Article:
I biked over to SBX's house to eat dinner with her and the kids and finally catch up on some quality time with my lady. She made her delicious sesame tofu dish and, after dishes were washed, I went downstairs to watch the second episode of AMERICAN IDOL [to kill time, mind you], while SBX got the kids bathed and put to bed. The Haze stole 10-minutes of IDOL w/me, only to get caught in its mesmerizing web. Infatuated, she wanted to stay up past her bedtime and SBX insisted that she go to sleep. The Haze had a snit. They went upstairs to settle, and between Simon and the IDOL judges crying from looking for contenders and the tears and screaming coming from above, I was feeling in a flux. I wasn't particularly happy to be sitting by my lonesome, watching an updated version of fucking STAR SEARCH, a show I never liked in the first place, and yet I didn't feel I had the right to go upstairs and help SBX out with her situation. I know what it was like to want to stay up late and watch TV and hang with the adults and being told that I couldn't. Being a kid has its advantages and disadvantages. This was clearly a disadvantage. SBX came back downstairs depressed by The Haze's bad behavior and it sunk her into a deep funk. One I couldn't get her out of. And so, there I was again, the ineffectual boyfriend who rubs a shoulder to no avail. SBX crawled back upstairs blue and I was back on my bike, riding home in the black, bitter cold. I almost froze my face off. When I got home my face was red with wind and ice burns. Numb, I watched my local pal/author Jonathan Ames make David Letterman chuckle on The Late Show and taped it for my sweetheart, who misses out on most things post 11PM.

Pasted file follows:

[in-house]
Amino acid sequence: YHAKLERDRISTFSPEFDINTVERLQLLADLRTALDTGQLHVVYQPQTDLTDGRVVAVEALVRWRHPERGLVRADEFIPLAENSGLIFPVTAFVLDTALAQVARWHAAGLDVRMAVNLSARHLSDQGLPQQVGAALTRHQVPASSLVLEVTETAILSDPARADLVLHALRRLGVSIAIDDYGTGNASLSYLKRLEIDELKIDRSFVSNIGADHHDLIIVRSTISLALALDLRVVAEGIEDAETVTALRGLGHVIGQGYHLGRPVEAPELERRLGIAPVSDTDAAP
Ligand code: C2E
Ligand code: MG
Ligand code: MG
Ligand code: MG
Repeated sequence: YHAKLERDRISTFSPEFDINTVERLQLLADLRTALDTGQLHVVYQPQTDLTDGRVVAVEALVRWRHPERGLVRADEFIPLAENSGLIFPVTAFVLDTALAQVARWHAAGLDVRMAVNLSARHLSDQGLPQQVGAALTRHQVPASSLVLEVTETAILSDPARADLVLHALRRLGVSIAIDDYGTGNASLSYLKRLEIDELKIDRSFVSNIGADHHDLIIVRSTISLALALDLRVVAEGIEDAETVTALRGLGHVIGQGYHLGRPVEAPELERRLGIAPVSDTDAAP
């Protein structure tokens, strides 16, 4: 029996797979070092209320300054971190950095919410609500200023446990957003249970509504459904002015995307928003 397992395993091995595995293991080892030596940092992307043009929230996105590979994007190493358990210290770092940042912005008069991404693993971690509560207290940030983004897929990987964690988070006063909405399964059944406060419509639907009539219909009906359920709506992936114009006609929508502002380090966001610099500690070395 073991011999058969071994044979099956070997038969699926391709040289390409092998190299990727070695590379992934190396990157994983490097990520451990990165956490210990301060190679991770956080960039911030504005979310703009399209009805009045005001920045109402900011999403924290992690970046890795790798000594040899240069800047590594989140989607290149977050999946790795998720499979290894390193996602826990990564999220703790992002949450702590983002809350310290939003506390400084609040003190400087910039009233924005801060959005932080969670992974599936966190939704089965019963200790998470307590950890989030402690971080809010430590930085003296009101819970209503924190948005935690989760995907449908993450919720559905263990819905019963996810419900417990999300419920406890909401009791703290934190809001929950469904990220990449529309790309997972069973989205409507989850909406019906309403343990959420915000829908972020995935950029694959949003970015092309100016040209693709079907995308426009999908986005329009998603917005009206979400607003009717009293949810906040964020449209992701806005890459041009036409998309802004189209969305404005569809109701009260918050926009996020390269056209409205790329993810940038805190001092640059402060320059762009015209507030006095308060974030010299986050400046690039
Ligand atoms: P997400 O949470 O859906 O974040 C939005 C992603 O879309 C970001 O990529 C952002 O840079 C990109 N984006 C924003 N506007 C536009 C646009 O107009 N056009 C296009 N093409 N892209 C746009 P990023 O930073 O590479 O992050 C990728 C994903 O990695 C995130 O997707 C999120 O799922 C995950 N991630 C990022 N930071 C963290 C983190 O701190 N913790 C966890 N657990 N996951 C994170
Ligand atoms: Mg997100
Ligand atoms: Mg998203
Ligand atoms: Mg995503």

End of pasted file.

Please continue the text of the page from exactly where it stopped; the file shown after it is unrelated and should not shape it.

On Thursday, I took a small break from my pending Marvel chores to ink pp1 of AIM TO DAZZLE and went into Manhattan to drop off NIGHT FALLS 2/pp18-22 at the Marvel offices. My editor, Andy Lis, had to split for a client lunch, so I couldn't get to speak with him about the fate of our comic series. This was incredibly frustrating. A bad sign, I was starting to lose faith. I spoke to FF/Thor editor, Tom Brevoort briefly about 'Thor Smash' and potential work. I split Marvel and walked up towards DC Comics and went into Dunken Donuts and sat down to decompress. I was losing my knees. I drank my coffee and ate my donut across the street from David Letterman's LATE NIGHT theatre where Ames had won over America with his baldhead and perverted yet delicate constitution, the night before.